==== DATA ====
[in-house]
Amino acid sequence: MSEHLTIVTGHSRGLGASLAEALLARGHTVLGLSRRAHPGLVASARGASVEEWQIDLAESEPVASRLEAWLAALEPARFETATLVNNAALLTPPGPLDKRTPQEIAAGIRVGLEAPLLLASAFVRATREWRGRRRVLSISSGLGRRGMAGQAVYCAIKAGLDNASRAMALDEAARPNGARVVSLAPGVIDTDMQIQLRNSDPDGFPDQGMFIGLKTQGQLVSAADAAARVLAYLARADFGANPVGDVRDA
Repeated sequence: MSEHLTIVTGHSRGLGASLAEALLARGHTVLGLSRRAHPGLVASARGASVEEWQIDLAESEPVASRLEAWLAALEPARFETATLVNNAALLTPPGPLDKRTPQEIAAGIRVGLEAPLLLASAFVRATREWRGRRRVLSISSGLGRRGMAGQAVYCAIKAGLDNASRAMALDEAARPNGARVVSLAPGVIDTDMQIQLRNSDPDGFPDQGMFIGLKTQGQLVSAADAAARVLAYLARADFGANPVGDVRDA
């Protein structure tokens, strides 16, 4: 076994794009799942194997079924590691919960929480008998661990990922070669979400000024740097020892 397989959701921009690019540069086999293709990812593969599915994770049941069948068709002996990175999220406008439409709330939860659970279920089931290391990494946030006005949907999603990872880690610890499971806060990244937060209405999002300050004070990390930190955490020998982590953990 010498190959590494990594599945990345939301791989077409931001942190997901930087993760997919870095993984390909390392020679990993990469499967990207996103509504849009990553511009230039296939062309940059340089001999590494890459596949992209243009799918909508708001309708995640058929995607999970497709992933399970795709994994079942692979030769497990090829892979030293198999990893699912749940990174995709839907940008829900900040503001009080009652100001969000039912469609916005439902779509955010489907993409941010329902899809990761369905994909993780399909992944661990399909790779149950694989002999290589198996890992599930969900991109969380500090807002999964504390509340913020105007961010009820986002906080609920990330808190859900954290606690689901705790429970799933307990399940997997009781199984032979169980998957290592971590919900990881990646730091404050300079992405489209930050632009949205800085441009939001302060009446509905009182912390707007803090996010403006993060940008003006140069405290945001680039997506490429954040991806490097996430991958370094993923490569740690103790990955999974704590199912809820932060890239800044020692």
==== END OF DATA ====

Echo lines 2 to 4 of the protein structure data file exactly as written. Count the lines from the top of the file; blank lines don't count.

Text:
Amino acid sequence: MSEHLTIVTGHSRGLGASLAEALLARGHTVLGLSRRAHPGLVASARGASVEEWQIDLAESEPVASRLEAWLAALEPARFETATLVNNAALLTPPGPLDKRTPQEIAAGIRVGLEAPLLLASAFVRATREWRGRRRVLSISSGLGRRGMAGQAVYCAIKAGLDNASRAMALDEAARPNGARVVSLAPGVIDTDMQIQLRNSDPDGFPDQGMFIGLKTQGQLVSAADAAARVLAYLARADFGANPVGDVRDA
Repeated sequence: MSEHLTIVTGHSRGLGASLAEALLARGHTVLGLSRRAHPGLVASARGASVEEWQIDLAESEPVASRLEAWLAALEPARFETATLVNNAALLTPPGPLDKRTPQEIAAGIRVGLEAPLLLASAFVRATREWRGRRRVLSISSGLGRRGMAGQAVYCAIKAGLDNASRAMALDEAARPNGARVVSLAPGVIDTDMQIQLRNSDPDGFPDQGMFIGLKTQGQLVSAADAAARVLAYLARADFGANPVGDVRDA
């Protein structure tokens, strides 16, 4: 076994794009799942194997079924590691919960929480008998661990990922070669979400000024740097020892 397989959701921009690019540069086999293709990812593969599915994770049941069948068709002996990175999220406008439409709330939860659970279920089931290391990494946030006005949907999603990872880690610890499971806060990244937060209405999002300050004070990390930190955490020998982590953990 010498190959590494990594599945990345939301791989077409931001942190997901930087993760997919870095993984390909390392020679990993990469499967990207996103509504849009990553511009230039296939062309940059340089001999590494890459596949992209243009799918909508708001309708995640058929995607999970497709992933399970795709994994079942692979030769497990090829892979030293198999990893699912749940990174995709839907940008829900900040503001009080009652100001969000039912469609916005439902779509955010489907993409941010329902899809990761369905994909993780399909992944661990399909790779149950694989002999290589198996890992599930969900991109969380500090807002999964504390509340913020105007961010009820986002906080609920990330808190859900954290606690689901705790429970799933307990399940997997009781199984032979169980998957290592971590919900990881990646730091404050300079992405489209930050632009949205800085441009939001302060009446509905009182912390707007803090996010403006993060940008003006140069405290945001680039997506490429954040991806490097996430991958370094993923490569740690103790990955999974704590199912809820932060890239800044020692």